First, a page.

So a more immediate focus for the biologists is to increase the number of caribou either through transplants or a captive-breeding program....

In a situation like this, he adds, transplanting animals -- not just once or twice, but over perhaps 10 years -- is the only way to push the herd far enough away from the brink so that everyone can take a deep breath and begin to address other issues, such as habitat conditions, fertility rates and predation."


http://www.inlander.com/spokane/requiem-......=2126214
Marlin1894
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magicalaurie
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Magnus Eisengrim
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One of the great outdoors moments of my life was watching an enormous herd of caribou come through camp while I was doing a bit of work in the Northwest territories, just a few km south of the Arctic Circle.

The lake was still mostly frozen, and the caribou calmly waded into the water--only a degree or two above freezing--and swam a couple of hundred meters before pulling themselves up on the ice and moving forward.

Amazing creatures, apparently living on air and water.
The blood-dimmed tide is loosed, and everywhere
The ceremony of innocence is drowned;
The best lack all conviction, while the worst
Are full of passionate intensity.--Yeats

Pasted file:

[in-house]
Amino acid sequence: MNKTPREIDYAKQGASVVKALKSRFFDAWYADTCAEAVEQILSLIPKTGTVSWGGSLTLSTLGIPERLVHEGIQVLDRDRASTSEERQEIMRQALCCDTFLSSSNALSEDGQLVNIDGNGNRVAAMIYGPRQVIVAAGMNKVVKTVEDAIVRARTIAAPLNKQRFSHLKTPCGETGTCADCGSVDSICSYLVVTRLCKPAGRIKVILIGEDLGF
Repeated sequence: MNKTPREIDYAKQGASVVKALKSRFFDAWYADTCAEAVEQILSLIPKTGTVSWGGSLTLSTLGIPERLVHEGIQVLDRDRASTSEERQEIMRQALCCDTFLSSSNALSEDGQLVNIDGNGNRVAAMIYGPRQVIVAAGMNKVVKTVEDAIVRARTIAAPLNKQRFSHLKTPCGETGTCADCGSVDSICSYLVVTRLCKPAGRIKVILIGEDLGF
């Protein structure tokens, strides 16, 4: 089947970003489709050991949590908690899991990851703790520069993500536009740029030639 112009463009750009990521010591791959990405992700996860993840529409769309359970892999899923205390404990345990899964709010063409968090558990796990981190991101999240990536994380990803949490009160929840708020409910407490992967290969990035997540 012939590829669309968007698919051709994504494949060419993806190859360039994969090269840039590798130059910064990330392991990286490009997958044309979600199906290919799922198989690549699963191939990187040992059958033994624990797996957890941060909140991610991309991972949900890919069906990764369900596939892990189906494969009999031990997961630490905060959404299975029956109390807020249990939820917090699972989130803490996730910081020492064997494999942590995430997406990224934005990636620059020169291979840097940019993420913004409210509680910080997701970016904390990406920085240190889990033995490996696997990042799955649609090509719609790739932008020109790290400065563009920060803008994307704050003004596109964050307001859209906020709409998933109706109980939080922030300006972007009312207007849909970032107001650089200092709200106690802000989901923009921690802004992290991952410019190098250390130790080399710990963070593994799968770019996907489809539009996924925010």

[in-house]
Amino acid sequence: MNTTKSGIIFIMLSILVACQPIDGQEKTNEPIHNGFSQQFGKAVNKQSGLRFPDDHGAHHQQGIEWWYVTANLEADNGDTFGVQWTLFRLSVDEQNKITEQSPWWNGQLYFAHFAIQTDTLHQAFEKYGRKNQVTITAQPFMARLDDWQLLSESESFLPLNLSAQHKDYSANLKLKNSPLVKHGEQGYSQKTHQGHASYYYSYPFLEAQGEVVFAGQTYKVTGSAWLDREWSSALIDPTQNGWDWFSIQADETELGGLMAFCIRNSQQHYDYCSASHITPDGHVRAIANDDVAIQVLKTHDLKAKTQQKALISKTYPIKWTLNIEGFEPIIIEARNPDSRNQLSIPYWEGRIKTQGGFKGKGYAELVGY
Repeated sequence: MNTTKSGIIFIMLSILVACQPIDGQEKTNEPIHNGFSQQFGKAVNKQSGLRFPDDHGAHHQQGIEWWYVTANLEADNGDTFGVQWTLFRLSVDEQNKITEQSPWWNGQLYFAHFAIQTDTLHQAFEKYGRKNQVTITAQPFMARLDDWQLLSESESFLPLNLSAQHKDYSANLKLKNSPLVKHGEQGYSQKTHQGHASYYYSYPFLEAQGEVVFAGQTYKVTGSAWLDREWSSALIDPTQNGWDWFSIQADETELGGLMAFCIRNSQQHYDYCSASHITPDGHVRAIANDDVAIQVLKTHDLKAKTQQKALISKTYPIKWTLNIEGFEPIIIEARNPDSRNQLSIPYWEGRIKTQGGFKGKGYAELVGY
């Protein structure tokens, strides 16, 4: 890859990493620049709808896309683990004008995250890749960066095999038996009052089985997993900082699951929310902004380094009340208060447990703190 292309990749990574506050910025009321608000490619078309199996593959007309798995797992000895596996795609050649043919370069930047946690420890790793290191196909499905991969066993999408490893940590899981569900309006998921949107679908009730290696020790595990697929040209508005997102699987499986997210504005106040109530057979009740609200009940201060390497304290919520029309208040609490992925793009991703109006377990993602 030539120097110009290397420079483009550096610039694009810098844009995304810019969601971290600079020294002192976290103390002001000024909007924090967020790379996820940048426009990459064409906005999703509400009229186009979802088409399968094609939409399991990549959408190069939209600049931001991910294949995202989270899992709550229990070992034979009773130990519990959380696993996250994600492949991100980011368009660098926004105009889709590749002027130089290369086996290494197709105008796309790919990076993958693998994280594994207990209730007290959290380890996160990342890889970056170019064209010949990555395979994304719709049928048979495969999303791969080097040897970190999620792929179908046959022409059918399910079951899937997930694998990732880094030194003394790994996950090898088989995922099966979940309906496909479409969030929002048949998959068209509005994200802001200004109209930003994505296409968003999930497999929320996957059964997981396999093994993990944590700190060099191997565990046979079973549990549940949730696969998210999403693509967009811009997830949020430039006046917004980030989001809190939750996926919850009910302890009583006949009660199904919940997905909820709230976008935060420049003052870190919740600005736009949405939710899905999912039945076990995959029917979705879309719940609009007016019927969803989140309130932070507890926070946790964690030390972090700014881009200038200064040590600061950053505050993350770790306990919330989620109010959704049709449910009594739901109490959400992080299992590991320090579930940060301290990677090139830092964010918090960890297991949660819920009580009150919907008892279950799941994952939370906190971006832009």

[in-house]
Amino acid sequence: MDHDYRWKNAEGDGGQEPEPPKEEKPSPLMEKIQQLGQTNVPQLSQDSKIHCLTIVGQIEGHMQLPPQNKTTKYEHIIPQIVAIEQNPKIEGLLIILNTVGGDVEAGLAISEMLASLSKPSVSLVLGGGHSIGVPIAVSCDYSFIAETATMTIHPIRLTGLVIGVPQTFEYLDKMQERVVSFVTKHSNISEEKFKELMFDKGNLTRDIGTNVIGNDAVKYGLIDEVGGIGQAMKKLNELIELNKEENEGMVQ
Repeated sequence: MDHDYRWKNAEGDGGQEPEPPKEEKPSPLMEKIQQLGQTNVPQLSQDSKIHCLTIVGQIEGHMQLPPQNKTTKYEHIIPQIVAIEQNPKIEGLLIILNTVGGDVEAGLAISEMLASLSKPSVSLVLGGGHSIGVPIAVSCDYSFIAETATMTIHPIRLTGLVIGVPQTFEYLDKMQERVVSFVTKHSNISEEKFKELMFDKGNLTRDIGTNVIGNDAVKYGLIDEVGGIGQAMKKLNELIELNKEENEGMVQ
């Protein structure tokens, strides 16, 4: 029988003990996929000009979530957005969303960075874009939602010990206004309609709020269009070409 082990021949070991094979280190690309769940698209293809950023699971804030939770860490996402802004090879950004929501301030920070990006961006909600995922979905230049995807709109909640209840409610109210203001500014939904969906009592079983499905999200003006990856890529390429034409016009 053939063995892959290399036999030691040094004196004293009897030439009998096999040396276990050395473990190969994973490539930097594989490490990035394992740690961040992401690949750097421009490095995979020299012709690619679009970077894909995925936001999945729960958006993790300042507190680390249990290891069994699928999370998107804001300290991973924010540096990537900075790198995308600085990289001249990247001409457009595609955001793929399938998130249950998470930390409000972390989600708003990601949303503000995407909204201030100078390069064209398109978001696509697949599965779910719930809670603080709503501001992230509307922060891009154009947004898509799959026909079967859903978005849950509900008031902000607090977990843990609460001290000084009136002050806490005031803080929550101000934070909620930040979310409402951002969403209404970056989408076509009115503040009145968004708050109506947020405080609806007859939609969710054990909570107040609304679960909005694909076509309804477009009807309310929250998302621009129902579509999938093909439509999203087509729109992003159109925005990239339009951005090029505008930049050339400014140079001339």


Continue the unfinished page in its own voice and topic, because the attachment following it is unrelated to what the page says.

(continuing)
magicalaurie
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magicalaurie
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"B.C. government is pushing for an unlimited wolf hunt in the Peace Region... the government is also pushing for tripling grizzly trophy hunt limits...
"People Outside B.C.
We recommend directing the email to the forest, lands, and natural resource operations minister Steve Thomson, and assistant deputy minister, Tim Sheldan. As a non-resident, take a moment to explain why you were moved to respond to this issue.

To: FLNR.Minister@gov.bc.ca, Tim.Sheldan@gov.bc.ca
Cc: premier@gov.bc.ca, mary.polak.MLA@leg.bc.ca, harry.bains.mla@leg.bc.ca, s.chandraherbert.mla@leg.bc.ca, info@pacificwild.org"

http://pacificwild.org/news-and-resource......E2%80%A6
Jonathan Townsend
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Quote:
On Jan 22, 2015, magicalaurie wrote:
Look what I found and bought for me today! :

Image


Do you like the scent?

ingredients: Dipropylene Glycol, Water, Propylene Glycol, Sodium Stearate, Fragrance, PPG-3 Myristyl Ether, Tetrasodium EDTA, Blue 1

no wolves were involed in the process. maybe they are getting royalties for the likeness? Smile
...to all the coins I've dropped here
tommy
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Perhaps we could send them some sheep's clothing.
If there is a single truth about Magic, it is that nothing on earth so efficiently evades it.

Tommy
The Magic Cafe Forum Index » » Not very magical, still... » » Protect the wolves, too. (9 Likes)